Quick introduction to text-to-image generation using Hugging Face’s diffusers package
In this article, I will show you how to get started with text-to-image generation with stable diffusion models using Hugging Face’s diffusers package.
A while back I got access to the DALLE-2 model by OpenAI, which allows you to create stunning images from text. So, I started to play around with it and generate some pretty amazing images.
However, my credits ran out, so I decided to look for alternatives, and came across this incredible article by Hugging Face,
which explains how to run stable diffusion models using their
So let’s dive into how to generate images from text using
First things first, the steps to generate images from text with the
diffusers package are:
- Make sure you have GPU access
- Install requirements
- Enable external widgets on Google Colab (for colab notebooks)
- Login to Hugging Face with your user token
- Initialize the
- Move the pipeline to the GPU
- Run Inference with Pytorch’s
So, for this project, since I am following more or less the colab notebook by Hugging Face we will assume you have access to a colab notebook with a GPU enabled. Let’s begin!
1. Make sure you have GPU access
!nvidia-smi# My Output
Ok, great! Now that we know that we have access to a GPU let’s set up the requirements for this project.
2. Install requirements
There are 5 main requirements for this project:
diffusers==0.2.4— which is the main package for running the pipeline
transformers— Hugging Face’s package with many pre-trained models for text, audio and video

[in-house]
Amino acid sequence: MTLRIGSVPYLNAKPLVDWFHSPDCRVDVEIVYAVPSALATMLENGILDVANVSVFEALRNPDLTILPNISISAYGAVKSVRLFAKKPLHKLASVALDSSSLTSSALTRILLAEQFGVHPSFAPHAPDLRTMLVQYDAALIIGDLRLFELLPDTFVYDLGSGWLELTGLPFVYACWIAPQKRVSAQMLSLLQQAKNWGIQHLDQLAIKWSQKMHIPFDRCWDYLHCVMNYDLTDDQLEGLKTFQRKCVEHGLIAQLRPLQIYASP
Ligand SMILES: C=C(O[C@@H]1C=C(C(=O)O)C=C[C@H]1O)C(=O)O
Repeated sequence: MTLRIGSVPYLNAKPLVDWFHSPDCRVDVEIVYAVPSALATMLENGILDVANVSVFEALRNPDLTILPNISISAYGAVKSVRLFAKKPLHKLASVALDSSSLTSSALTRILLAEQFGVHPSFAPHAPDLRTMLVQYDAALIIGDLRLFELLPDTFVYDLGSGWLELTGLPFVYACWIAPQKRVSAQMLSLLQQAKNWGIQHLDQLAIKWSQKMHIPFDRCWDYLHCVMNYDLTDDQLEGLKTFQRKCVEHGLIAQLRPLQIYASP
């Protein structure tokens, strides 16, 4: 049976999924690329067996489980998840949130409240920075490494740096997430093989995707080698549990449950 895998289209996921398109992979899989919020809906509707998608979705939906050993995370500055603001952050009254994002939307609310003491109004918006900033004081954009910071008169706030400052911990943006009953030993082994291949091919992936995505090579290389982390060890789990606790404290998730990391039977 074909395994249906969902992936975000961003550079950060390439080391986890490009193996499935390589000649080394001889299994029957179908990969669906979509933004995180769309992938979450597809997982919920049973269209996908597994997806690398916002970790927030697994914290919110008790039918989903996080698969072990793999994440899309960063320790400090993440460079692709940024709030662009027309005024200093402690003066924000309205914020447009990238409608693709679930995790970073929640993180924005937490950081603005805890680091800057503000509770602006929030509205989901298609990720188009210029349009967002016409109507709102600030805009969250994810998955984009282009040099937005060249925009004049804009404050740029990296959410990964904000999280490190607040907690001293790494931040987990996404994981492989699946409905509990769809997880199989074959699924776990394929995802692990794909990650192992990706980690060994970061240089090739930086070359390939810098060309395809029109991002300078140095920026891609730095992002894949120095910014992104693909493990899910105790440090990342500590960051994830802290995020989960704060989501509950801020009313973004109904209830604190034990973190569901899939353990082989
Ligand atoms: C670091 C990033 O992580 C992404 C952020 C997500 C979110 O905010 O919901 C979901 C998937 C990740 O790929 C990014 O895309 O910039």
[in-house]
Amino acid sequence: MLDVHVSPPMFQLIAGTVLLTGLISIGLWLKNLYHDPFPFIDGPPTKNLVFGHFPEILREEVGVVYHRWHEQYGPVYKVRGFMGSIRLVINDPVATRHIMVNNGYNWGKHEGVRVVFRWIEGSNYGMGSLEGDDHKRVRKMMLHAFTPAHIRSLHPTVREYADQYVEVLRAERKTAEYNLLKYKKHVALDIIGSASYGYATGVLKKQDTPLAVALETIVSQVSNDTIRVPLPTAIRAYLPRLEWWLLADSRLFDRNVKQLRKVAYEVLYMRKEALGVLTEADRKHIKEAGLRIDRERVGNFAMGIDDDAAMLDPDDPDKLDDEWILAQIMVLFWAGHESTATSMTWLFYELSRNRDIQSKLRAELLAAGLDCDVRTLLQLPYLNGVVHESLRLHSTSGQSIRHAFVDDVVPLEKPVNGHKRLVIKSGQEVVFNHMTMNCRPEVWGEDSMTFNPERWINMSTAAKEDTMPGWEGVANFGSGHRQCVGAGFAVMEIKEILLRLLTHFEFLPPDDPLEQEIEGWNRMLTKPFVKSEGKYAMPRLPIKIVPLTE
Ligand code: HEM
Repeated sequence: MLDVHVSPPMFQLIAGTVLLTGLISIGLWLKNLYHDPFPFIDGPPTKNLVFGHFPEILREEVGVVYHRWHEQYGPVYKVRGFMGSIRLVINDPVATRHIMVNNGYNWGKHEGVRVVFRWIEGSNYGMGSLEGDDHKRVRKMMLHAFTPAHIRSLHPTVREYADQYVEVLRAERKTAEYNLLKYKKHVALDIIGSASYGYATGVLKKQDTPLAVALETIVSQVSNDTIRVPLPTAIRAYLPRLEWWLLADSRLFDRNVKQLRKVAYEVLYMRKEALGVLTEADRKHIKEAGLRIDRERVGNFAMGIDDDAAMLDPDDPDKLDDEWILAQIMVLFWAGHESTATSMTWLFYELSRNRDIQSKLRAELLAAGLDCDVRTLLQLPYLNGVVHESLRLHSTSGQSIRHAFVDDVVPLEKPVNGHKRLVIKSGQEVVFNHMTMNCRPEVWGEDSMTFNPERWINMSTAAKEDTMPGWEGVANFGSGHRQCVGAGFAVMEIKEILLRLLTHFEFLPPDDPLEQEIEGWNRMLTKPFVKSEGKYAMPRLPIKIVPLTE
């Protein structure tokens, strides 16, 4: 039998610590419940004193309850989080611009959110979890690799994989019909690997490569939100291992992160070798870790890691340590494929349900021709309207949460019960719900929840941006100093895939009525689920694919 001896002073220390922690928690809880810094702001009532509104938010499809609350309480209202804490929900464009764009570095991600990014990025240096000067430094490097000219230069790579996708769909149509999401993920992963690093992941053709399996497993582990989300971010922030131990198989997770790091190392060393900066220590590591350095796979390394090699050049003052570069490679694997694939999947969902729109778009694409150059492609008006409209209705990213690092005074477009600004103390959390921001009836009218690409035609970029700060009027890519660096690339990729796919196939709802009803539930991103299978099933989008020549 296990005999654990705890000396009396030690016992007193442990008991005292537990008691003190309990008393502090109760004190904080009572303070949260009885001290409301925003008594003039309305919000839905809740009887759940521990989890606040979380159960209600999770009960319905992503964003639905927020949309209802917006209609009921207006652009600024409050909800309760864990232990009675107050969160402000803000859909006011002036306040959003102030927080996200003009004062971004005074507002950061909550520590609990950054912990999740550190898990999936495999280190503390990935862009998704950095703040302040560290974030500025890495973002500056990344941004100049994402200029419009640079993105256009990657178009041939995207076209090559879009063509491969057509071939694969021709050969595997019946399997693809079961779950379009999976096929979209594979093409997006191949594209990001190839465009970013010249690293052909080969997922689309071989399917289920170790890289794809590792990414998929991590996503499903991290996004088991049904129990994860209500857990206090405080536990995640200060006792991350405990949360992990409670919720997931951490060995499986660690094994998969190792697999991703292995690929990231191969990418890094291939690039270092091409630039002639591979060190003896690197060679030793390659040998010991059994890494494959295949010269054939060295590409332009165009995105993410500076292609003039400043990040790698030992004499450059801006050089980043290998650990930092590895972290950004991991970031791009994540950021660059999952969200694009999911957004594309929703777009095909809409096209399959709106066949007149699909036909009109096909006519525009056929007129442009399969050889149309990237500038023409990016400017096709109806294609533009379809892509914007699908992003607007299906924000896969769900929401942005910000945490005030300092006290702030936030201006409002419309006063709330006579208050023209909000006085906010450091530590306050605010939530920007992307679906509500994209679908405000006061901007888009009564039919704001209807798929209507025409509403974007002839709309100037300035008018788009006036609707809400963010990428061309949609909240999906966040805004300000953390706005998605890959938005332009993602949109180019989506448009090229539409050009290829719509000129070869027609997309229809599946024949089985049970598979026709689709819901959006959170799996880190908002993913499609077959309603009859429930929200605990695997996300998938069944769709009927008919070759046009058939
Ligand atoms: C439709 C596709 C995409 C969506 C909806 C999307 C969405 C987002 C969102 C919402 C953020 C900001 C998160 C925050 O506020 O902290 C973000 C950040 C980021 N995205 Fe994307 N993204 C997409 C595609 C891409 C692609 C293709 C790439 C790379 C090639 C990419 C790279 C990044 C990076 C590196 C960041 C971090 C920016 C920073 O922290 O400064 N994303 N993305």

scipy— Python package for scientific computing
ftfy— Python package for handling unicode issues
ipywidgets>=7,<8— package for building widgets on notebooks
torch— Pytorch package (no need to install if you are in colab)
pillow— Python package to process images (no need to install if you are in colab)
To install everything you actually need in Google Colab, just run:
!pip install diffusers==0.2.4!pip install transformers scipy ftfy!pip install "ipywidgets>=7,<8"
3. Enable external widgets on Google Colab (for colab notebooks)
# enabling widgets (to be able to login to hugging face)from google.colab import outputoutput.enable_custom_widget_manager()
4. Login to Hugging Face with your user token
# login to huggin face (get an access token etc...)from huggingface_hub import notebook_loginnotebook_login()
You should see a widget where you will input your access token from Hugging Face. After you input it, you should see something like this:
# Expected OutputLogin successful Your token has been saved to /root/.huggingface/token Authenticated through git-credential store but this isn't the helper defined on your machine. You might have to re-authenticate when pushing to the Hugging Face Hub. Run the following command in your terminal in case you want to set this credential helper as the default git config --global credential.helper store
5. Initialize the
import torchfrom diffusers import StableDiffusionPipelinepipe = StableDiffusionPipeline.from_pretrained("CompVis/stable-diffusion-v1-4", revision="fp16", torch_dtype=torch.float16, use_auth_token=True)
Here, just as in their colab notebook , we are using the
v1-4 model for which we will download the weights. Once that is done we can move on to the next step. Feel free to try out the other models for comparison!
6. Move the pipeline to the GPU
pipe = pipe.to("cuda")
7. Run Inference with Pytorch’s
from torch import autocastprompt = "photo of a panda surfing"with autocast("cuda"):
image = pipe(prompt)["sample"] image.save(f"panda_surfer.png")image
As we can clearly see, the results are incredible. Evidently you will find some variability on the results you get, but there are parameters you can tweak like
guidance_scale, number of steps and setting random seeds (for deterministic outputs) that should help you get more consistent results.